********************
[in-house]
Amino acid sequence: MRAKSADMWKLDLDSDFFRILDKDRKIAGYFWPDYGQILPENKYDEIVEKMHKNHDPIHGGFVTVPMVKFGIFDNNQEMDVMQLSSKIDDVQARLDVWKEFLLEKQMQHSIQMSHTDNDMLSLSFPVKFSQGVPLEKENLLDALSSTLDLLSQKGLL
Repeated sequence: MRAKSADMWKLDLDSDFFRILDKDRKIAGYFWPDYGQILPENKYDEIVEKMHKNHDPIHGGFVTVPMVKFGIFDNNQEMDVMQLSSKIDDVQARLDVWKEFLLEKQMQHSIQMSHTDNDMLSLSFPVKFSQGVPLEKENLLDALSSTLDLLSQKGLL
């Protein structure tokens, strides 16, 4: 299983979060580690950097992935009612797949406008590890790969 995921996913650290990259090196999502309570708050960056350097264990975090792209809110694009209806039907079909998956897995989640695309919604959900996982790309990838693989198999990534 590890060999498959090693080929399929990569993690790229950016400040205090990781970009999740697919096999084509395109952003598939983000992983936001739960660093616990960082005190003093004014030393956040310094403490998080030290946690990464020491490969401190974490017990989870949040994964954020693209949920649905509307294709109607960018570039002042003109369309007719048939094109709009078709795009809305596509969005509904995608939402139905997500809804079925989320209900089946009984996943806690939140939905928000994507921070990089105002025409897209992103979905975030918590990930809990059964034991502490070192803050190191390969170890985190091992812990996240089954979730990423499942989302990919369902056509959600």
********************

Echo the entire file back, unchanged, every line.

[in-house]
Amino acid sequence: MRAKSADMWKLDLDSDFFRILDKDRKIAGYFWPDYGQILPENKYDEIVEKMHKNHDPIHGGFVTVPMVKFGIFDNNQEMDVMQLSSKIDDVQARLDVWKEFLLEKQMQHSIQMSHTDNDMLSLSFPVKFSQGVPLEKENLLDALSSTLDLLSQKGLL
Repeated sequence: MRAKSADMWKLDLDSDFFRILDKDRKIAGYFWPDYGQILPENKYDEIVEKMHKNHDPIHGGFVTVPMVKFGIFDNNQEMDVMQLSSKIDDVQARLDVWKEFLLEKQMQHSIQMSHTDNDMLSLSFPVKFSQGVPLEKENLLDALSSTLDLLSQKGLL
């Protein structure tokens, strides 16, 4: 299983979060580690950097992935009612797949406008590890790969 995921996913650290990259090196999502309570708050960056350097264990975090792209809110694009209806039907079909998956897995989640695309919604959900996982790309990838693989198999990534 590890060999498959090693080929399929990569993690790229950016400040205090990781970009999740697919096999084509395109952003598939983000992983936001739960660093616990960082005190003093004014030393956040310094403490998080030290946690990464020491490969401190974490017990989870949040994964954020693209949920649905509307294709109607960018570039002042003109369309007719048939094109709009078709795009809305596509969005509904995608939402139905997500809804079925989320209900089946009984996943806690939140939905928000994507921070990089105002025409897209992103979905975030918590990930809990059964034991502490070192803050190191390969170890985190091992812990996240089954979730990423499942989302990919369902056509959600």